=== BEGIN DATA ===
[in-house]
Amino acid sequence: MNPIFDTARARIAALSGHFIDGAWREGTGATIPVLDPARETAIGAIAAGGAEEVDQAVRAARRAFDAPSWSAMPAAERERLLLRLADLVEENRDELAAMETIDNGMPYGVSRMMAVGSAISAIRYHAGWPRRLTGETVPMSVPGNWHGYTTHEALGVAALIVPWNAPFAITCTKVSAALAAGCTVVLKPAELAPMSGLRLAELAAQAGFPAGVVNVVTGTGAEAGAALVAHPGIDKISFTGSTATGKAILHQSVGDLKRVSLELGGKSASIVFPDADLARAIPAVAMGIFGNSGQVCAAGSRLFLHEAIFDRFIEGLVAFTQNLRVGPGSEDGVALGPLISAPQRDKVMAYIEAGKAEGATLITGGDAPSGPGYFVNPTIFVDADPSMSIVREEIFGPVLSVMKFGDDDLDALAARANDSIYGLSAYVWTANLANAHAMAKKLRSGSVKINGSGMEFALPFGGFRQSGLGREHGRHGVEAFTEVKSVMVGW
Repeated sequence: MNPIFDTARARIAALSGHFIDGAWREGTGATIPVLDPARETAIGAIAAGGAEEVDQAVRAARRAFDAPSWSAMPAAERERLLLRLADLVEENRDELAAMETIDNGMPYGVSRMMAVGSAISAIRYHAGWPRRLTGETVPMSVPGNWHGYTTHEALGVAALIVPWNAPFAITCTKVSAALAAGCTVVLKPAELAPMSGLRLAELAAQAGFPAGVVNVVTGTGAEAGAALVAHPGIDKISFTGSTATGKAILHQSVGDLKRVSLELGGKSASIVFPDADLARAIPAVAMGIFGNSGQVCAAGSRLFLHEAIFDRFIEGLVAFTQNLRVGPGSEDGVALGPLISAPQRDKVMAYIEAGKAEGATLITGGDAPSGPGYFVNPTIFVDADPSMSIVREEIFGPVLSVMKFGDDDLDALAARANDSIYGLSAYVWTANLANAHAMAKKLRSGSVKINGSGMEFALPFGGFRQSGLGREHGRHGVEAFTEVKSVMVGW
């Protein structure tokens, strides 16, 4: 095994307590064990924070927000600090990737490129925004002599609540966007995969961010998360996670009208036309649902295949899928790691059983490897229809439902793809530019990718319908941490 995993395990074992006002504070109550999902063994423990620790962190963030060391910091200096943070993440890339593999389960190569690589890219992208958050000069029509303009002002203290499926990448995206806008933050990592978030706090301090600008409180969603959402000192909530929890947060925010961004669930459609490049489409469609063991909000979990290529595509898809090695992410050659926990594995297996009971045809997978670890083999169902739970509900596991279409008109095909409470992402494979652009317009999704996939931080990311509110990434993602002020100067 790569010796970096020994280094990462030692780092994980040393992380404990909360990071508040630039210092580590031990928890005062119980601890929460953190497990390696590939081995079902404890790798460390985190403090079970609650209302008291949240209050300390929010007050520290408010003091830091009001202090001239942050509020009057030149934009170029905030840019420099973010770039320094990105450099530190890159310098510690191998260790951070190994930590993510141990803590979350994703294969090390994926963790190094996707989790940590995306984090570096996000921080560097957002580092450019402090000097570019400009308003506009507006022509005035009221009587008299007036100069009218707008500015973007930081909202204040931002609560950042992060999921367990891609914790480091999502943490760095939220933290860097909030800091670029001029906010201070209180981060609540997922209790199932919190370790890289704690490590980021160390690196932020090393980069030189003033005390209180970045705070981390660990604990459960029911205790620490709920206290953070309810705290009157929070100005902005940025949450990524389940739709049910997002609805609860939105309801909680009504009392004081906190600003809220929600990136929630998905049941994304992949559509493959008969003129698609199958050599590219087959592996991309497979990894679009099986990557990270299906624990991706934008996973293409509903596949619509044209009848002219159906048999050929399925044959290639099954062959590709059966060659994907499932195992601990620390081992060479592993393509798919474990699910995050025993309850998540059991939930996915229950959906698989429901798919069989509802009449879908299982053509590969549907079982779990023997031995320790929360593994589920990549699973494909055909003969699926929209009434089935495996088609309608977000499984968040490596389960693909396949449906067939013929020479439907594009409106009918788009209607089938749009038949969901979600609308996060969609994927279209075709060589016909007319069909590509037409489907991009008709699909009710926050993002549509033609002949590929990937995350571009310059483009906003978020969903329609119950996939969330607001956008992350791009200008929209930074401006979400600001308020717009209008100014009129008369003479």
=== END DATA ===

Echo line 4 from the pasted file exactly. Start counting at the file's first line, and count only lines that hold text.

């Protein structure tokens, strides 16, 4: 095994307590064990924070927000600090990737490129925004002599609540966007995969961010998360996670009208036309649902295949899928790691059983490897229809439902793809530019990718319908941490 995993395990074992006002504070109550999902063994423990620790962190963030060391910091200096943070993440890339593999389960190569690589890219992208958050000069029509303009002002203290499926990448995206806008933050990592978030706090301090600008409180969603959402000192909530929890947060925010961004669930459609490049489409469609063991909000979990290529595509898809090695992410050659926990594995297996009971045809997978670890083999169902739970509900596991279409008109095909409470992402494979652009317009999704996939931080990311509110990434993602002020100067 790569010796970096020994280094990462030692780092994980040393992380404990909360990071508040630039210092580590031990928890005062119980601890929460953190497990390696590939081995079902404890790798460390985190403090079970609650209302008291949240209050300390929010007050520290408010003091830091009001202090001239942050509020009057030149934009170029905030840019420099973010770039320094990105450099530190890159310098510690191998260790951070190994930590993510141990803590979350994703294969090390994926963790190094996707989790940590995306984090570096996000921080560097957002580092450019402090000097570019400009308003506009507006022509005035009221009587008299007036100069009218707008500015973007930081909202204040931002609560950042992060999921367990891609914790480091999502943490760095939220933290860097909030800091670029001029906010201070209180981060609540997922209790199932919190370790890289704690490590980021160390690196932020090393980069030189003033005390209180970045705070981390660990604990459960029911205790620490709920206290953070309810705290009157929070100005902005940025949450990524389940739709049910997002609805609860939105309801909680009504009392004081906190600003809220929600990136929630998905049941994304992949559509493959008969003129698609199958050599590219087959592996991309497979990894679009099986990557990270299906624990991706934008996973293409509903596949619509044209009848002219159906048999050929399925044959290639099954062959590709059966060659994907499932195992601990620390081992060479592993393509798919474990699910995050025993309850998540059991939930996915229950959906698989429901798919069989509802009449879908299982053509590969549907079982779990023997031995320790929360593994589920990549699973494909055909003969699926929209009434089935495996088609309608977000499984968040490596389960693909396949449906067939013929020479439907594009409106009918788009209607089938749009038949969901979600609308996060969609994927279209075709060589016909007319069909590509037409489907991009008709699909009710926050993002549509033609002949590929990937995350571009310059483009906003978020969903329609119950996939969330607001956008992350791009200008929209930074401006979400600001308020717009209008100014009129008369003479």